- The Washington Times - Monday, November 15, 2004

Though been buried by campaign rhetoric, a small but important step has been taken in the right direction toward helping the nation’s jobless get back into the work force.

Labor Secretary Elaine Chao has begun a $9 million test program establishing personal re-employment accounts (PRAs) in seven states — Florida, Idaho, Minnesota, Mississippi, Montana, Texas, and West Virginia.

PRAs provide benefits above regular unemployment insurance, and can be used by unemployed workers to pay for job training. If the worker gets a job ahead of deadline, a bonus is paid.

Mrs. Chao’s PRA program is an alternative that provides more individual choice to workers and re-introduces market forces to the unemployment insurance system. Current unemployment systems in developed countries foster de-pendency on government and reduce self-sufficiency. In fact, all econometric studies on the subject conclude the U.S. unemployment insurance system induces layoffs. The largest estimate is that during the depths of recession the system causes 50 percent of all layoffs.

Mrs. Chao’s PRA initiative recognizes jobless benefits are a disincentive to re-employment. The program also recognizes and adopts the two major initiatives required for meaningful reform: PRAs and privatized unemployment insurance. And research supports the conclusion unemployment benefits reduce the net gain in employment. For example:

• The probability of a jobless person finding work rises dramatically the week before eligibility for benefits ends.

• The more generous benefits are relative to the worker’s previous wage, the longer the average unemployment.

• Comparisons of workers with jobless benefits to those without them consistently show benefits increase the average duration of unemployment.

• Workers offered reemployment bonuses found work faster.

Evidence supporting these conclusions come not only from the United States but also Canada and Europe, in general; specifically, Spain and Sweden. In Chile, both workers and their employers contribute to PRAs, but they are owned by the worker and can only be drawn on during unemployment. At retirement, the PRA is rolled into the worker’s individual retirement account (IRA).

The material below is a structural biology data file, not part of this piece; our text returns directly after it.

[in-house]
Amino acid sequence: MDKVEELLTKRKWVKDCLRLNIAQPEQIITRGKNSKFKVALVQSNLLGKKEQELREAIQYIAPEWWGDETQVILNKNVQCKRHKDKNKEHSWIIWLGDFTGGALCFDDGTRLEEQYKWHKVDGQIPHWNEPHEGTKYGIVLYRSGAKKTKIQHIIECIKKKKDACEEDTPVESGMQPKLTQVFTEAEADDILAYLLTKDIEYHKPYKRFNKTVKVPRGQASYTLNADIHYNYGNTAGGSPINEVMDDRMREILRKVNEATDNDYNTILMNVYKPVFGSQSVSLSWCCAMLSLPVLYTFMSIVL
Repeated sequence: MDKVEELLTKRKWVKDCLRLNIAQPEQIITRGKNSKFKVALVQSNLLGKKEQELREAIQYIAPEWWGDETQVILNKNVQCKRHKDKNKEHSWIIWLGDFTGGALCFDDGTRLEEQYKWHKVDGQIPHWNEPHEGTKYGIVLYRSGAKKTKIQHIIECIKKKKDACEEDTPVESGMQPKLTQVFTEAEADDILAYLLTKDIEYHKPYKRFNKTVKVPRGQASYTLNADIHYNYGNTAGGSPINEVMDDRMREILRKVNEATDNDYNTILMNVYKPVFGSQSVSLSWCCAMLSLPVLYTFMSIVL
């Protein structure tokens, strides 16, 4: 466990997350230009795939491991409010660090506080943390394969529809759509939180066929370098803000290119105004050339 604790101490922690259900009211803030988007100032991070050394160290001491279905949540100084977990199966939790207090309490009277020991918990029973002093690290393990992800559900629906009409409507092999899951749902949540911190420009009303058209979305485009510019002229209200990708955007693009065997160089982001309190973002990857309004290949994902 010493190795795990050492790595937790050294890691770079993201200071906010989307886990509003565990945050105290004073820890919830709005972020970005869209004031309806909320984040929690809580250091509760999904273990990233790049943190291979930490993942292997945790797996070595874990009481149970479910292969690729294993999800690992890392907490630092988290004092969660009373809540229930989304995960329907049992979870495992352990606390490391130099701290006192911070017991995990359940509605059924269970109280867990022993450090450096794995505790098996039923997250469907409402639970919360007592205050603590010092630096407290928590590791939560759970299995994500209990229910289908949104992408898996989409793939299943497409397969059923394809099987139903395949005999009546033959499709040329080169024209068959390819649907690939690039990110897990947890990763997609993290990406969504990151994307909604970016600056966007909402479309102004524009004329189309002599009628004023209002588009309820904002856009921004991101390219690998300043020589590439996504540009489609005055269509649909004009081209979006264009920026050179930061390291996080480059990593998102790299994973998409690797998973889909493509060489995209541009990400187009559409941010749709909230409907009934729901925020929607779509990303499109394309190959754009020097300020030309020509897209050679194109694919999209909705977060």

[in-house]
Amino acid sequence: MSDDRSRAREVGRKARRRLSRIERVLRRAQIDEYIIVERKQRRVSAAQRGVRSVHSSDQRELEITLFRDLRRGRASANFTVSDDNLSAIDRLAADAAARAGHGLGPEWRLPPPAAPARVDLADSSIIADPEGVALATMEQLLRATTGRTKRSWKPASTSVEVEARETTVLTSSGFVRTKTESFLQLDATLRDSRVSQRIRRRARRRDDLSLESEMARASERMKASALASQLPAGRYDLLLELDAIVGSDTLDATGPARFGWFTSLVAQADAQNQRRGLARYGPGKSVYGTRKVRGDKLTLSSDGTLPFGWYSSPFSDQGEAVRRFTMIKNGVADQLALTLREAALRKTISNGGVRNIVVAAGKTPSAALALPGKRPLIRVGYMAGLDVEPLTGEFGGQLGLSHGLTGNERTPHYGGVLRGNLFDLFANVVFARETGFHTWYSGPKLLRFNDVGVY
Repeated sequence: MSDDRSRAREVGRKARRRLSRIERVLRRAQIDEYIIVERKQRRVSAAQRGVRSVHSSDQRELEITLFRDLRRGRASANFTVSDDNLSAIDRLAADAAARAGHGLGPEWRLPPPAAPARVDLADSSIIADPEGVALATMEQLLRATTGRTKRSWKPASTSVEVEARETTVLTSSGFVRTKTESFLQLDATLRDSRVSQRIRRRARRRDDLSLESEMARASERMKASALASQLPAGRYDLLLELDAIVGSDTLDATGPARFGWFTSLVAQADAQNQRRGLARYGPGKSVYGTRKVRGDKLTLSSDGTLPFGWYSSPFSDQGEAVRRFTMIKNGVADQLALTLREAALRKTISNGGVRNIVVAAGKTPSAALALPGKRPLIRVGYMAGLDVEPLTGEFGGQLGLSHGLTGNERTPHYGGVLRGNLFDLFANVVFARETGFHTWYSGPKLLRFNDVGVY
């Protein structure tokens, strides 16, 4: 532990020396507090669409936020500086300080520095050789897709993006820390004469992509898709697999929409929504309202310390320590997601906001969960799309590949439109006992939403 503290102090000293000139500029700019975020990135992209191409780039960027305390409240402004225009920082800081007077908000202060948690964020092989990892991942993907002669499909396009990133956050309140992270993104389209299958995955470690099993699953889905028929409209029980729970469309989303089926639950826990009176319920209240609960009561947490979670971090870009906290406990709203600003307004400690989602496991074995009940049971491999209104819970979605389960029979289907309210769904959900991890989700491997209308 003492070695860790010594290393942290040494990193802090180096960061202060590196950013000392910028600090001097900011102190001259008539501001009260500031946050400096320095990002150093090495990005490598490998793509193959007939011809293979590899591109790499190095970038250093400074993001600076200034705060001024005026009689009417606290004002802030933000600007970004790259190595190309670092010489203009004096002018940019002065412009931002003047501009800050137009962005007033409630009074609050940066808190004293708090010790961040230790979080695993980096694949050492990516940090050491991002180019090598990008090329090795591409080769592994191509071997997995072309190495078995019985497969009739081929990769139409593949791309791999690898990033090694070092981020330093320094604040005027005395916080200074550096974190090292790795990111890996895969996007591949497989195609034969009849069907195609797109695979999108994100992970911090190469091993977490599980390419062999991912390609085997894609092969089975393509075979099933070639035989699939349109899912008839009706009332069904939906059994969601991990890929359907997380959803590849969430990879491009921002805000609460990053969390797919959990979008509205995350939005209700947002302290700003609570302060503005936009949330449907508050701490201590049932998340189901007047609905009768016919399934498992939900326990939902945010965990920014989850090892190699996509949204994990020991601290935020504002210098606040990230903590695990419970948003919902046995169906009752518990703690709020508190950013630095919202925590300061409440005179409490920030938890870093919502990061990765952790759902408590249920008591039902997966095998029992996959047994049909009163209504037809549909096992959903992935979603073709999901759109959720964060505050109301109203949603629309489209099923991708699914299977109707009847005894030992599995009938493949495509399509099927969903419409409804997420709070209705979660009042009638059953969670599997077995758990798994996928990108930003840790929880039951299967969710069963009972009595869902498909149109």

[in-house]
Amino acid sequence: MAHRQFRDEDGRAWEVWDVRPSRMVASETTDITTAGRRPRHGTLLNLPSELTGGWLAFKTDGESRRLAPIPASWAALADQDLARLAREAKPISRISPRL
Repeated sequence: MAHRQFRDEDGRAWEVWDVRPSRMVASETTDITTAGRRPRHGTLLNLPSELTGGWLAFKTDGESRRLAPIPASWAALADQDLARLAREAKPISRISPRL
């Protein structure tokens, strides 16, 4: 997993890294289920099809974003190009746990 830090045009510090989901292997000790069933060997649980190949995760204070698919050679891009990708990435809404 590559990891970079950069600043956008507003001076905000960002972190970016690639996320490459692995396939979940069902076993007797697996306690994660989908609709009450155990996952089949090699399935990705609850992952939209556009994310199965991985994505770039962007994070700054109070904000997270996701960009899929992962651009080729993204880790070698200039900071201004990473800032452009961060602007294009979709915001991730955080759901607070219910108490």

Mrs. Chao’s program is exciting in three respects. First, it allows states to try different options. Although federal guidelines dictate the broad parameters, the seven states control their own pilot programs. Innovation by states is a key welfare-reform element but has not been broadly used in unemployment programs.

The second advantage of Mrs. Chao’s PRA program is that it incorporates a basic human insight: People respond to incentives. PRAs prompt jobless workers to find work as soon as they can. By contrast, several studies show traditional unemployment insurance delays re-employment.

Finally, the program is exciting for its use of “One-Stop” centers for processing unemployment insurance claims. Some states have revitalized these centers into work-focused career offices, where rapid re-employment is the primary goal. Under the federally dictated traditional administrative structure, states have little or no incentive to reduce fraudulent claims or to accelereate re-employment.

PRAs are not a panacea for all problems faced by displaced workers, but they constitute an important experiment. Mrs. Chao’s PRA initiative recognizes the public’s desire for a safety net yet preserves incentives for re-employment without providing artificial incentives for layoffs.

We must be ready to expand PRAs nationwide. Unlike traditional unemployment insurance programs, personal re-employment accounts can enable us to better help the unemployed meet their career goals. One thing is certain: Continuing a mandatory monopoly entitlement program will go on causing higher unemployment and waste human resources. That’s why we must try Mrs. Chao’s personal re-employment accounts.

William Conerly is a senior fellow at the National Center for Policy Analysis and at the American Institute for Full Employment. He operates Conerly Consulting in Portland, Ore.

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